“Everyone likes to talk about the nice part of D&I, but it is hard. It is supposed to be hard. When you have a diverse group of people bringing different experiences, it is going to create some friction, but unless you’re willing to look at someone in the eye and accept the fact that their thinking is going to make your campaign better and move the company forward, then talking about D&I means nothing.”

How Facebook has taken action: 

From the beginning of the global health crisis, Facebook has been supporting the global health community’s work to keep people safe and informed by providing factual information in all six United Nations languages (English, Arabic, Chinese, French, Russian, and Spanish), among other efforts.

Key Actions You and Your Company Can Take:

  • Stay vigilant and address inequality head on.
  • Keep measuring your progress.
  • Take action.

Diego Scotti, Chief Marketing Officer at Verizon

Diego’s thoughts on implementing D&I in business and marketing: 

“Cannes was cancelled this year, and when the organizers put out their statement, they said that the creative community wouldn’t be able to put forward the work that would set the benchmark because of the circumstances. I would say that many brands are putting out some of the most meaningful, purpose-driven and diverse work at this time.”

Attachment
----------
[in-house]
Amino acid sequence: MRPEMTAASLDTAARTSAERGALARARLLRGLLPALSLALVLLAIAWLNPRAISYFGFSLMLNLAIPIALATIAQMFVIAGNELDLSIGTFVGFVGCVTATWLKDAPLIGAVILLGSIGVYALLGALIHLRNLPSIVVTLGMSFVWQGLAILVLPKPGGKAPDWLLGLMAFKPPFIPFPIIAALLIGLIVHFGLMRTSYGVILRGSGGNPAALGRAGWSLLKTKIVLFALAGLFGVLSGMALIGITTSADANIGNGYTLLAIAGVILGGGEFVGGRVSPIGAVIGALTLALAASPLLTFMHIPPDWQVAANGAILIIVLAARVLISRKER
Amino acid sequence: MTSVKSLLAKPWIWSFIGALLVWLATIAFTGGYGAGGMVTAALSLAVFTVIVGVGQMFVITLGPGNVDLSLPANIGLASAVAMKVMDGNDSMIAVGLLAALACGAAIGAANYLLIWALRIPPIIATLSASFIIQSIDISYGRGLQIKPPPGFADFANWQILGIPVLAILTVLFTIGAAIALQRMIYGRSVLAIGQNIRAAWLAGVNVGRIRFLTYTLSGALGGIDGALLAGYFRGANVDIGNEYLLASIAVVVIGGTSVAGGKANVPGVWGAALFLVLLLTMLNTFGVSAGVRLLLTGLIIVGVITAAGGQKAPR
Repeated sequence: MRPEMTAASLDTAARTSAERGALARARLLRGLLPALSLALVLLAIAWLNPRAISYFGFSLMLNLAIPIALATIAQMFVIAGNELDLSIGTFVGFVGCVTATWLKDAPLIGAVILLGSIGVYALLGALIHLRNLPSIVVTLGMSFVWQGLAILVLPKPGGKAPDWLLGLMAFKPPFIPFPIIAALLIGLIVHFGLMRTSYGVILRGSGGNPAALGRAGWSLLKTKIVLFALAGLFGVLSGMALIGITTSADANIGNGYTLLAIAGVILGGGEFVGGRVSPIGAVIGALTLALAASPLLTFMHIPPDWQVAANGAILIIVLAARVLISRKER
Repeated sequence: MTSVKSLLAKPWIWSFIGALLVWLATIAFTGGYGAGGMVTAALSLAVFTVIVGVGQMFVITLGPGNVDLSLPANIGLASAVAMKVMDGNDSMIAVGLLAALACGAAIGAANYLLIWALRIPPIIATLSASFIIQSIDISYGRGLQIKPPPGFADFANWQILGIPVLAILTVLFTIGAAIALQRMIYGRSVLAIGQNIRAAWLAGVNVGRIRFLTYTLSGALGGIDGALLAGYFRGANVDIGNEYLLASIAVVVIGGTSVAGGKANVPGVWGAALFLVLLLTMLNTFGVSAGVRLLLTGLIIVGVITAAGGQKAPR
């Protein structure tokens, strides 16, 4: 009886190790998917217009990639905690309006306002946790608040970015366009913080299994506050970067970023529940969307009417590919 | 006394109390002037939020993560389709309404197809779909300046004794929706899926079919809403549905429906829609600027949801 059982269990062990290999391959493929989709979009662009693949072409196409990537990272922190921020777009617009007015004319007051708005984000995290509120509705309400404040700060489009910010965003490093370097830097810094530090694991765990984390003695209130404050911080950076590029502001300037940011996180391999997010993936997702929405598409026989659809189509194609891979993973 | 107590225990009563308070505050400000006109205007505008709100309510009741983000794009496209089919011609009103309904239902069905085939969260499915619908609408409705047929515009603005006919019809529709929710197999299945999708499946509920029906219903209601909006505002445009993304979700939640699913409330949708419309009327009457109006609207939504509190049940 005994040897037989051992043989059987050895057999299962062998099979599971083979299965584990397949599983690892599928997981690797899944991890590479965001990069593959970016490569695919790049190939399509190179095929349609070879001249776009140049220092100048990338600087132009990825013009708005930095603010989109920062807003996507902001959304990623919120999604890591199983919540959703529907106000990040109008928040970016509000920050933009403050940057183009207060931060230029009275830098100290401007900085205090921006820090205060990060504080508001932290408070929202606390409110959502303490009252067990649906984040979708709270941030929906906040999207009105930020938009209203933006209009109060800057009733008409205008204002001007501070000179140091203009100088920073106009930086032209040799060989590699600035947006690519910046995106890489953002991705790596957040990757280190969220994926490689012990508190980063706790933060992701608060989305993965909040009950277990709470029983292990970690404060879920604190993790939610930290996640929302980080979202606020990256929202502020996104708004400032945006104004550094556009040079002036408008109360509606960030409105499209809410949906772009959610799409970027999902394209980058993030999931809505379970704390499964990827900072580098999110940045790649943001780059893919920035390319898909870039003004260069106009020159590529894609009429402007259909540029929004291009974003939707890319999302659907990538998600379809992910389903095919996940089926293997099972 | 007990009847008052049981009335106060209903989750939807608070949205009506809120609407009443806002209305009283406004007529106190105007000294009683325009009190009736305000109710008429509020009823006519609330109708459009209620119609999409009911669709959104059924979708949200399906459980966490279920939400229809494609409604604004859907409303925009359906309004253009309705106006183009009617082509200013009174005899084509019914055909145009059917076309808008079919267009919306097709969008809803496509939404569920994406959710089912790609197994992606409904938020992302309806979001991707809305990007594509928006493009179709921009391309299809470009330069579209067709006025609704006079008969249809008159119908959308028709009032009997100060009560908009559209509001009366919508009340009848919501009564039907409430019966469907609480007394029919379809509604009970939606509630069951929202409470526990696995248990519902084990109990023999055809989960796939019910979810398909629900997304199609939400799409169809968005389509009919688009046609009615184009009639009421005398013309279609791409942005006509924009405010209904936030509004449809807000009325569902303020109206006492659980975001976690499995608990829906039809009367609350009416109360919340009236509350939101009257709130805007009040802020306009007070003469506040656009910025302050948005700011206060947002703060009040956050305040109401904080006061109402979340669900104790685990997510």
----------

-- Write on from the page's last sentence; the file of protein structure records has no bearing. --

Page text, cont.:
How Verizon has taken action: 

“We are very focused on Pride month, but this year the parades won’t be there. We decided to launch a virtual campaign in June called “Voices of Pride,” that’ll amplify and promote the stories of that community.”

Additionally, Scotti touched on adfellows, a diverse and inclusive fellowship program created by Verizon designed to help individuals break into marketing and advertising. “Bringing all of these voices together to tell their stories… is the best way that we can keep moving forward.”

Key Actions You and Your Company Can Take:

  • Collaborate.
  • Help each other.
  • Champion outside-the-box thinking.

Claudia Romo Edelman, Founder of We Are All Human

Claudia’s thoughts on implementing D&I in business and marketing: 

“The Hispanic community is disproportionately affected and equipped. Many of them do not have enough information on the coronavirus pandemic because it is not being correctly translated or it is not reaching them. Now is not the time to stop engaging with this market. This is the time in which you have to increase representation in front of the camera and behind-the-scenes, and let us know that you see us. The Hispanic community is loyal and they want to see you champion and invest in their community.”

How We Are All Human has taken action: 

We Are All Human’s Hispanic Star Response & Recovery Plan has provided a resource directory and a marketplace for talent and services during the pandemic. They, along with their corporate partners, have also provided necessary resources such as food and routers to underserved communities.